UNITED NATIONS (AP) - The head of the Arab League called Wednesday for the international community to criminalize blasphemy, warning that insults to religion pose a serious threat to global peace and security. The comments put him squarely at odds with the United States and many of its western allies, which are resolutely opposed to restrictions on freedom of expression.
Nabil Elaraby told the U.N. Security Council that if the west has criminalized acts that result in bodily harm, it must also criminalize acts that insult or cause offense to religions. He condemned the violence that erupted throughout the Muslim world in response to an anti-Islam film produced in the United States. But, he said that unless blasphemy laws are enacted and enforced, similar incidents could happen again.
"While we fully reject such actions that are not justifiable in any way, we would like to ring the warning bell," Elaraby said. "We are warning that offending religions, faiths and symbols is indeed a matter that threatens in international peace and security now."
"If the international community has criminalized bodily harm, it must just as well criminalize psychological and spiritual harm," he said. "The League of Arab States calls for the development of an international legal framework which is binding ... in order to confront insulting religions and ensuring that religious faith and its symbols are respected."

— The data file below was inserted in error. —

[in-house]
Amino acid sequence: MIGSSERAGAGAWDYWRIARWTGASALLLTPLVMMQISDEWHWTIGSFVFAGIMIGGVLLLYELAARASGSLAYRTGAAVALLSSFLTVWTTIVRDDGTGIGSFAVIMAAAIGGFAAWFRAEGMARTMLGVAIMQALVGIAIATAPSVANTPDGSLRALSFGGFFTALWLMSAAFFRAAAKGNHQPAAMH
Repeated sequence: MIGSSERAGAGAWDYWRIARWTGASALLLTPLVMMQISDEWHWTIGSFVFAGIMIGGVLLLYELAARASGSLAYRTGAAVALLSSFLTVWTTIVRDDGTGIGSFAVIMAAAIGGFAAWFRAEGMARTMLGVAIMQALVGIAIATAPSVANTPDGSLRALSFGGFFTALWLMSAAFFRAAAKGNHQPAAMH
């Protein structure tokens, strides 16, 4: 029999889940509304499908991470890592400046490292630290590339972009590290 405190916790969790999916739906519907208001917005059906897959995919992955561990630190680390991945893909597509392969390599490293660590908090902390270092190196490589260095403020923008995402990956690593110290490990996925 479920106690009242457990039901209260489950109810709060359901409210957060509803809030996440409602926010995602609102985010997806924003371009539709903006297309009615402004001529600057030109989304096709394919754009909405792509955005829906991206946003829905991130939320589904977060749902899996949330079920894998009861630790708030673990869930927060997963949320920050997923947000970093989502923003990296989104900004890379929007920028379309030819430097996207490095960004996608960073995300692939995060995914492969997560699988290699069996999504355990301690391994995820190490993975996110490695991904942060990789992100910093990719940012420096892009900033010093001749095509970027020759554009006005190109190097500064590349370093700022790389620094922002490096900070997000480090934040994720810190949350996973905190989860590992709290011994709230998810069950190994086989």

Elaraby maintained that the 21-member Arab League valued the freedom of speech but stressed that "we don't see any relation between freedom of expression which aims at enriching culture and building civilization of the one hand and activities that merely offend and insult the beliefs, culture and civilization of others."
Individual members of the Arab League, including Egyptian President Mohammed Morsi, have issued similar calls.
Elaraby spoke a special session of the Security Council called to discuss developments in the Middle East, including the crisis in Syria and the stalled Israeli-Palestinian peace process.
U.S. Secretary of State Hillary Rodham Clinton also addressed the meeting but did not specifically discuss Elaraby's comments. On Tuesday, though, President Barack Obama gave a powerful defense of free speech rights as he spoke to the U.N. General Assembly. He strongly defended the U.S. Constitution's guarantee of the freedom of expression, "even views that we profoundly disagree with."
Clinton and other foreign ministers at the meeting did take the opportunity to complain that the U.N. Security Council has been unable to unify behind a plan to end the violence in Syria and promote a political transition. Clinton said the council was "paralyzed." French Foreign Minister Laurent Fabius said it was "shocking" that the council had been unable to act.
China and Russia have blocked Security Council action on Syria.
Earlier Wednesday, Clinton said western and northern African nations need to tighten security on their borders to combat the increased movement of extremists, weapons and drugs. She called the Sahel region is a "powder keg" of hunger, displacement and insecurity, and said the world can't ignore the situation.
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